• Reply
    Emily Willard
    July 5, 2014 at 6:48 pm

    I would feel embarrassed, but incredibly thankful and take the seat. And hide my face in shame. No lie. I am very fearful of flying only due to the seats and feeling like I’m making someone else’s trip/experience bad. I recently moved from Oregon to PA and have a trip home next month. As I type this I can feel my stomach getting quesy thinking about the moment I get to my seat and the “what if” questions around if I fit: If others are upset, if there isn’t another seat to switch with, if I’ve ruined someone’s flight experience. Endless fear.

    For my trip next month, my ticket was a gift from family and I’m very thankful it was purchased for me. I’m not able to afford first class all the time (I did once and it eliminated all these issues). Losing weight for my health is my primary reason, losing weight to fly without these fears and issues is my second reason.

  • Reply
    Margi Hansen
    July 5, 2014 at 8:09 pm

    That did happen to me, only it wasn’t up to first class, it was a single seat offered to me, over sitting next to someone. Of course I was embarrassed, but I took it. That was about 12 years ago. Now I’d take it, not be embarrassed and be happy about it. 🙂

  • Reply
    July 5, 2014 at 8:33 pm

    I’d be both embarrassed and thankful.

    Thankfully I’ve never had this issue, and I don’t think I would handle it very well if I was ever in that position. I’m not very brave when it comes to other people talking about my weight.

  • Reply
    July 5, 2014 at 8:37 pm

    I would be thankful with a ting of embarrassment. Several years ago I would have been offended, hopefully in the near future it won’t even be an issue.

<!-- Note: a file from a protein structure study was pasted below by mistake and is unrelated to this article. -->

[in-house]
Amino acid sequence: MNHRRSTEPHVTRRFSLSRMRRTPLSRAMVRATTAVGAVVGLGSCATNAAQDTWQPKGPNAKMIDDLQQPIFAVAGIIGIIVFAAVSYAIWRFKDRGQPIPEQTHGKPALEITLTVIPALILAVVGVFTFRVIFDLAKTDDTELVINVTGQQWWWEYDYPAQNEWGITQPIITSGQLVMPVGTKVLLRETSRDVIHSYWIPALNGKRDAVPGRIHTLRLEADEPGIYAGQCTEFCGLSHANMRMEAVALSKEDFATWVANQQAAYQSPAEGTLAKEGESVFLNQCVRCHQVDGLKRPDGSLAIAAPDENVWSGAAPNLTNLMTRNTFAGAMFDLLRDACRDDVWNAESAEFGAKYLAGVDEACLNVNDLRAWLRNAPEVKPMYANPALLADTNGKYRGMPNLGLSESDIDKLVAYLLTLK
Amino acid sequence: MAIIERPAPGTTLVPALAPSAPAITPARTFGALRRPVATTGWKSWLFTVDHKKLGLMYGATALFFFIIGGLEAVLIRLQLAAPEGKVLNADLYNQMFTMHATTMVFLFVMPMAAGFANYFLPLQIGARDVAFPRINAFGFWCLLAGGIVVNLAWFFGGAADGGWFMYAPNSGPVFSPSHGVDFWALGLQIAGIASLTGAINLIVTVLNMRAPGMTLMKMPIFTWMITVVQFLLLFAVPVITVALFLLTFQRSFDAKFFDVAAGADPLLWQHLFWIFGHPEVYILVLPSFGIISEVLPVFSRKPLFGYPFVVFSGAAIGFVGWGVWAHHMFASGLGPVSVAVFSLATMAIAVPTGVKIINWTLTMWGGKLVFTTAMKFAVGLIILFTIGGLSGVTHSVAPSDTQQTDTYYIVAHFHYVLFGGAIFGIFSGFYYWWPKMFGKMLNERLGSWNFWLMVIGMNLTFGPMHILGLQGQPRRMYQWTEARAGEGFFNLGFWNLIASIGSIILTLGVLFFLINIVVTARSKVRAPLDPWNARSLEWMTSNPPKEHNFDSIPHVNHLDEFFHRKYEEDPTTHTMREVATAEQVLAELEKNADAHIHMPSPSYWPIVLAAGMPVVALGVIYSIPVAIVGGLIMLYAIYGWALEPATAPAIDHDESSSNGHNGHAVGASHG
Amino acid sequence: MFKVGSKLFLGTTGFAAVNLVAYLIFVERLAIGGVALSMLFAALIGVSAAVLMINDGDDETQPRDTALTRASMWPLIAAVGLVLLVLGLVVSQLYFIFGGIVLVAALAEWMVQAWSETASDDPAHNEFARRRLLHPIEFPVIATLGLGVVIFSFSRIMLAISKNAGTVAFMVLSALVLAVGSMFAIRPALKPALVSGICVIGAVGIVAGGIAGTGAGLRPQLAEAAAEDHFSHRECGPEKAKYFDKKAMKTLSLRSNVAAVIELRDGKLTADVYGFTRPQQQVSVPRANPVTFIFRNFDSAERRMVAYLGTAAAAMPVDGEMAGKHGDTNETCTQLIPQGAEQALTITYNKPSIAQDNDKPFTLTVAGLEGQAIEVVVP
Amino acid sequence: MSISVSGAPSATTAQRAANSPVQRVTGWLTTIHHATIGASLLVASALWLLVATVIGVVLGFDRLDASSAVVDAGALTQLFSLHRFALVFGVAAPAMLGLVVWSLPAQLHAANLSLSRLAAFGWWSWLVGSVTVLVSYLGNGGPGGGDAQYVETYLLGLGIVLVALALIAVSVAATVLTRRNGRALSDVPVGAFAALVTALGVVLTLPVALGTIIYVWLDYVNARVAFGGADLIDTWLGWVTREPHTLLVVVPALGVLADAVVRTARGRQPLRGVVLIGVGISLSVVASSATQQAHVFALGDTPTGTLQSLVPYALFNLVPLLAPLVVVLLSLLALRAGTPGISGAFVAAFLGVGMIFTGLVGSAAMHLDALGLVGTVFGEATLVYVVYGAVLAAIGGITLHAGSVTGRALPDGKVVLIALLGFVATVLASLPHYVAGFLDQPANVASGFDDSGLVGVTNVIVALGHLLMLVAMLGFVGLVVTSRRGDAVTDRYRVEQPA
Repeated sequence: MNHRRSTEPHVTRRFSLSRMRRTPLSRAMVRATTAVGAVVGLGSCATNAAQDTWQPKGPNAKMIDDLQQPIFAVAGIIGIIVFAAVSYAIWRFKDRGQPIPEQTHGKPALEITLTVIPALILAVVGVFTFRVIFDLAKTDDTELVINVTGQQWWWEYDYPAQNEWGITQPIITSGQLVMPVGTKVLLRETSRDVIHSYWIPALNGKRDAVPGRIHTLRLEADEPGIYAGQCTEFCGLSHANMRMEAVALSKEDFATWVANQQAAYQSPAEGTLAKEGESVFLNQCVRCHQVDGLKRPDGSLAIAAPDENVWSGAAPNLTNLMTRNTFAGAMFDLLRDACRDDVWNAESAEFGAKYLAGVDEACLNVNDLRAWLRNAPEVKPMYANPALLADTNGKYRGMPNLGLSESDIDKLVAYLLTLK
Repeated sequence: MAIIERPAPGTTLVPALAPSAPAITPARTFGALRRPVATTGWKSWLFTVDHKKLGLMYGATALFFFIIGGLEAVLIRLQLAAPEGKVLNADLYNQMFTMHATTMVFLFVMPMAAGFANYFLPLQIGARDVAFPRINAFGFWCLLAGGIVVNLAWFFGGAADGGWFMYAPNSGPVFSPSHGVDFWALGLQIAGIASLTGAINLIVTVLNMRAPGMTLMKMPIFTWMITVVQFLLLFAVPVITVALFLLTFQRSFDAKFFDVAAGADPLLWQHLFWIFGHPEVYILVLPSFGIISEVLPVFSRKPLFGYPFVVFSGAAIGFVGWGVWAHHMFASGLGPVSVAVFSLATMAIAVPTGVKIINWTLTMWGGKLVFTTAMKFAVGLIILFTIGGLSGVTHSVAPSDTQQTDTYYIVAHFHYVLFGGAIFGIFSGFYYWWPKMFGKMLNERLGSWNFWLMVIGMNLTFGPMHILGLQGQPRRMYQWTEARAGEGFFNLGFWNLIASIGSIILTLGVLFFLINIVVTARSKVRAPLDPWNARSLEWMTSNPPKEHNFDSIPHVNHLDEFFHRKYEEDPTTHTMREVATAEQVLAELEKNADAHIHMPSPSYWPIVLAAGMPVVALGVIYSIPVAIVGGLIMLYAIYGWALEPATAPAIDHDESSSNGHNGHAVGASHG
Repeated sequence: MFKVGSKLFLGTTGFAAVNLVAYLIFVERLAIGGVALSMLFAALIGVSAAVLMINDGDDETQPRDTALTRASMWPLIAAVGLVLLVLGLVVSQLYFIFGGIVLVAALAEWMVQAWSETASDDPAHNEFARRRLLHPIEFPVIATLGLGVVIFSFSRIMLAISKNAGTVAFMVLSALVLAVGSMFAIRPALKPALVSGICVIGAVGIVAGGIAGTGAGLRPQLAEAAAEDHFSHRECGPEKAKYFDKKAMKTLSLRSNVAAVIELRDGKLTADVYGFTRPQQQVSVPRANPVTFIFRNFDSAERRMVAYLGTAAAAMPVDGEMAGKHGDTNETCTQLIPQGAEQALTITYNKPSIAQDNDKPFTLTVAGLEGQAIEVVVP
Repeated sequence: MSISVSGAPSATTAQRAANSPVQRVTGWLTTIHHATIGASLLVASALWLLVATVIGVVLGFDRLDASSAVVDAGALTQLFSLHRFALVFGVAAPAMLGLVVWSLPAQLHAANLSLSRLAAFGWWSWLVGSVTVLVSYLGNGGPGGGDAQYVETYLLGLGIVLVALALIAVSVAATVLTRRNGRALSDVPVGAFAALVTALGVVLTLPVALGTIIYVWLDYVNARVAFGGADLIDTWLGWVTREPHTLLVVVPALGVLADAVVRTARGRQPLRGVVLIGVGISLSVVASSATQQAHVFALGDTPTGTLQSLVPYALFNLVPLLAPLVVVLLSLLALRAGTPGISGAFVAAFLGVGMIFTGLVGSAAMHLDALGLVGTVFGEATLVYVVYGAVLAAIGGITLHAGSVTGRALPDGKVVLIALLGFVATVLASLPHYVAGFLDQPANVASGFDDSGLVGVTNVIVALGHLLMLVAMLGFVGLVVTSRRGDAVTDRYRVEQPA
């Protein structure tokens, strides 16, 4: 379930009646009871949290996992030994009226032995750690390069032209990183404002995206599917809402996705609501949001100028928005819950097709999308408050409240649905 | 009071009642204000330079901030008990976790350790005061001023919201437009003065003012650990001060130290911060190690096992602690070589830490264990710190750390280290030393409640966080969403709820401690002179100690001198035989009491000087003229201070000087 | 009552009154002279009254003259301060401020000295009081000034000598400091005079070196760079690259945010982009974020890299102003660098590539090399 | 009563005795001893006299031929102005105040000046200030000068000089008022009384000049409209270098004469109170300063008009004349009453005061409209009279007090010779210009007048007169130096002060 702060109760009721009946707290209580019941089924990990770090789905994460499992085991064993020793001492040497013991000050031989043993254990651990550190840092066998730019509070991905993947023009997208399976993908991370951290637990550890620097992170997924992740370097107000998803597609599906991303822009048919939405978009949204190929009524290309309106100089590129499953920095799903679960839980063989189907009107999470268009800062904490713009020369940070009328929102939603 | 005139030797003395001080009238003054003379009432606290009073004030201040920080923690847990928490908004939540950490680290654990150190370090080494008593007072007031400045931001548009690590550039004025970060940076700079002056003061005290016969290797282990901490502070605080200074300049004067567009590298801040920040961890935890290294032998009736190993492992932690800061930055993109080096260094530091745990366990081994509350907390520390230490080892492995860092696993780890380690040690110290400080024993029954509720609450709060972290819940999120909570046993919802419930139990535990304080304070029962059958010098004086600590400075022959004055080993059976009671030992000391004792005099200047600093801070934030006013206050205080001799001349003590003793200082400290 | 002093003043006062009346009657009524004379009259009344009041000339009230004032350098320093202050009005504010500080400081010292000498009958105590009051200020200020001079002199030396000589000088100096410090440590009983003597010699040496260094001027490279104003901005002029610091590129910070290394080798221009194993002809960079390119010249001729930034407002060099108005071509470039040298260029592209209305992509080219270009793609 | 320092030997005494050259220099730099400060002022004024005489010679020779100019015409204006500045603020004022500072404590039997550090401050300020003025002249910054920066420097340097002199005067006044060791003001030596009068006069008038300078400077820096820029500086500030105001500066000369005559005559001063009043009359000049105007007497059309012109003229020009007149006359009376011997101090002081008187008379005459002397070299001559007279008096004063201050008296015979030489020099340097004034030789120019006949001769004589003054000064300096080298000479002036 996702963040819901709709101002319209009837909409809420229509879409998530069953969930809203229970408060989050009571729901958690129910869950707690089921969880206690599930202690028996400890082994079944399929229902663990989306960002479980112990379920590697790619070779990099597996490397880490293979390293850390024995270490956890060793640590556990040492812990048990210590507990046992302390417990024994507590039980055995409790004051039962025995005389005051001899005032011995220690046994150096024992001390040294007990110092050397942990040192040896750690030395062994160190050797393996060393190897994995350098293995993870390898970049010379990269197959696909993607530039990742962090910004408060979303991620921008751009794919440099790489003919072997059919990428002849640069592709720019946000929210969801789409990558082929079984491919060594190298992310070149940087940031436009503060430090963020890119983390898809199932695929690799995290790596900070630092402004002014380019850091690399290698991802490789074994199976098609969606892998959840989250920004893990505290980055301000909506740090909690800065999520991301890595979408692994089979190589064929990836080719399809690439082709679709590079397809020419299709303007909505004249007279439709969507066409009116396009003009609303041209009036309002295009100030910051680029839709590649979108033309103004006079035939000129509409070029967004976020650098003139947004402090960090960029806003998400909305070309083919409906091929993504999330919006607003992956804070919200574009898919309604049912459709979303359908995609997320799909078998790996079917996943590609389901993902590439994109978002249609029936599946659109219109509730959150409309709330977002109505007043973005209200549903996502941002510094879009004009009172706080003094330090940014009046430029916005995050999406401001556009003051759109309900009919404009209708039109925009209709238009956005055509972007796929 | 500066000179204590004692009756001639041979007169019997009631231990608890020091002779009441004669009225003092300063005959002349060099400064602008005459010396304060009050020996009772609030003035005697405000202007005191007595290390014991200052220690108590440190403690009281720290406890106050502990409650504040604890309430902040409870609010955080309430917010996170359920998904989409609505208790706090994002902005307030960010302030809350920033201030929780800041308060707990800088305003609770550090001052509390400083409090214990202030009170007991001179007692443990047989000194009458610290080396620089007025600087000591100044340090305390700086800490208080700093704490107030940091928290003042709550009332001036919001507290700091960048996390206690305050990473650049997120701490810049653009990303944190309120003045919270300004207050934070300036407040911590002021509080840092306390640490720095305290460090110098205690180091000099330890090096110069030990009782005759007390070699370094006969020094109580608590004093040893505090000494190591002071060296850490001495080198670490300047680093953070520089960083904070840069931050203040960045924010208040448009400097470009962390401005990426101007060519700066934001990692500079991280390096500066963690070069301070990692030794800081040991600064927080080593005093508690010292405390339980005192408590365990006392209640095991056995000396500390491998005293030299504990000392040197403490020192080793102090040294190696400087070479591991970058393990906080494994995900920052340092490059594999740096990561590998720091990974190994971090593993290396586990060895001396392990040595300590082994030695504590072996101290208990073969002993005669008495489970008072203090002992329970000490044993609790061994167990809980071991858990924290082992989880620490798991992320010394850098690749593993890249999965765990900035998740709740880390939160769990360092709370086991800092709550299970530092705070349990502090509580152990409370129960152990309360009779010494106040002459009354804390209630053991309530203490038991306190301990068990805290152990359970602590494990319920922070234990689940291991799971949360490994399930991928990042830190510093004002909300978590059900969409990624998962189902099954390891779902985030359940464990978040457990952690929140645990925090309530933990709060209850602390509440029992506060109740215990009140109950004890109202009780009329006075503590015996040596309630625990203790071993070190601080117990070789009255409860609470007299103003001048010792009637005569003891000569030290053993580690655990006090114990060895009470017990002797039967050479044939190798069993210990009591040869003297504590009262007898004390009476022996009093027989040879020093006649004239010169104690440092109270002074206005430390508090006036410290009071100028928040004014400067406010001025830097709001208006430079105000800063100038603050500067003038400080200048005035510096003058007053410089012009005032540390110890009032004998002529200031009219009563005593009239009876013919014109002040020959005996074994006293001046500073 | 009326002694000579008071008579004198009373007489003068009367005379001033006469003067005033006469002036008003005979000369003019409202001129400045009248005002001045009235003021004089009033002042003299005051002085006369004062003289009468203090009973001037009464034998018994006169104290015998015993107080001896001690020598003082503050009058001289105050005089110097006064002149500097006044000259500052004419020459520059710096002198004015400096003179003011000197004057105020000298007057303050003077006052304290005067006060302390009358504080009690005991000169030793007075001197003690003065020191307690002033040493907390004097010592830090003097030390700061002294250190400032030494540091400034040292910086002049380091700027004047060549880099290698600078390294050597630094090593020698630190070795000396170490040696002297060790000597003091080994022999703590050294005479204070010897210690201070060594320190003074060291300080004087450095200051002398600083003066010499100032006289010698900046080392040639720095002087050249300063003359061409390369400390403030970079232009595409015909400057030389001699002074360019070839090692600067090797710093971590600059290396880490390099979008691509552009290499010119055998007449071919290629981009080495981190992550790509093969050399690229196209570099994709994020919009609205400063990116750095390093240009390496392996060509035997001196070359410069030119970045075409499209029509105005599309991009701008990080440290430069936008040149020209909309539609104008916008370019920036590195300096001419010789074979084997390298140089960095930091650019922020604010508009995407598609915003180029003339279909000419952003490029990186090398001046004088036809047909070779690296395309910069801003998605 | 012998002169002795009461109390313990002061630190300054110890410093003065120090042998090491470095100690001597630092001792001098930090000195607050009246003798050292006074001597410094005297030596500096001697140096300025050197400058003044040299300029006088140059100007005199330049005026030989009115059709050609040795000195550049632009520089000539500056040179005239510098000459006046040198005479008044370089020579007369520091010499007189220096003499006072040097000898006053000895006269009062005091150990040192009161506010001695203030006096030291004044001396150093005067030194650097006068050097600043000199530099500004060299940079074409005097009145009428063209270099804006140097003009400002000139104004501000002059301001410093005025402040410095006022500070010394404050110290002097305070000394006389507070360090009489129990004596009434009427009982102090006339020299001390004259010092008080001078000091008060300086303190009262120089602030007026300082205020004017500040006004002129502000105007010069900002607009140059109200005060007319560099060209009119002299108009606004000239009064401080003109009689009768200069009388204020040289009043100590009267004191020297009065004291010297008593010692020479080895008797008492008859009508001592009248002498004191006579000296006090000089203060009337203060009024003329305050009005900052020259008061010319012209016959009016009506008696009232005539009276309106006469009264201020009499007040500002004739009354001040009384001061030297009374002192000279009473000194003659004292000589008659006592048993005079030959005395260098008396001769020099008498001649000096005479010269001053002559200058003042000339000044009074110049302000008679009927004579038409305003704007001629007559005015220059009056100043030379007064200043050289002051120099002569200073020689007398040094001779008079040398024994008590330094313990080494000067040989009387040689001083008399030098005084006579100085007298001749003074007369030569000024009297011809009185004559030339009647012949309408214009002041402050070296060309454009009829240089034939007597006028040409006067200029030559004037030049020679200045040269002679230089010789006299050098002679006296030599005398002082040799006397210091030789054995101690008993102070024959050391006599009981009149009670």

• Reply
    Dre (Mission Meltdown)
    July 5, 2014 at 11:51 pm

    I’ve had people offer me their seats on many occasions. Most of the time, I’m thankful. I remember once being offended because of the tone in which it was offered. Sort a, “Well, no need in HIM (the guy I was sitting next to) being miserable,” with a disgusted look on his face. Been a big boy for a long time, so I chucked the embarrassment a while ago. 🙂

  • Reply
    Becky H
    July 6, 2014 at 1:29 pm

    Hey Kenlie!!

    I’ve actually seen this situation handled VERY well and I think the key to it was that the passenger offering the seat for trade should approach a flight attendant or gate agent to communicate their offer. Then THEY can offer it to you. I think a big part of the discomfort comes with seeing the person that’s offering to make things more comfortable to you – it comes off as a battle of whose feelings matter most, etc. This way it can appear as though the airline was willing to accommodate due to some faceless person, not having to have that awkward interaction.

    I’ve done this before to offer my first class seat for uniformed military and I think it makes them feel less awkward as well, but no less grateful/honored.

  • Reply
    Carly T
    July 6, 2014 at 10:45 pm

    Basically what everyone else has said…I haven’t flown by myself in a very long time, so it hasn’t been too much of an issue. I’m usually flying with my husband (who LOVES being that close) or my sister (who could care less). At this point in my life and depending on the manner in which the offer was bestowed I would definitely be grateful, maybe a little embarrassed. If they were snarky about it there’s a chance I’d tell them to take their large seat and stuff it where the sun don’t shine…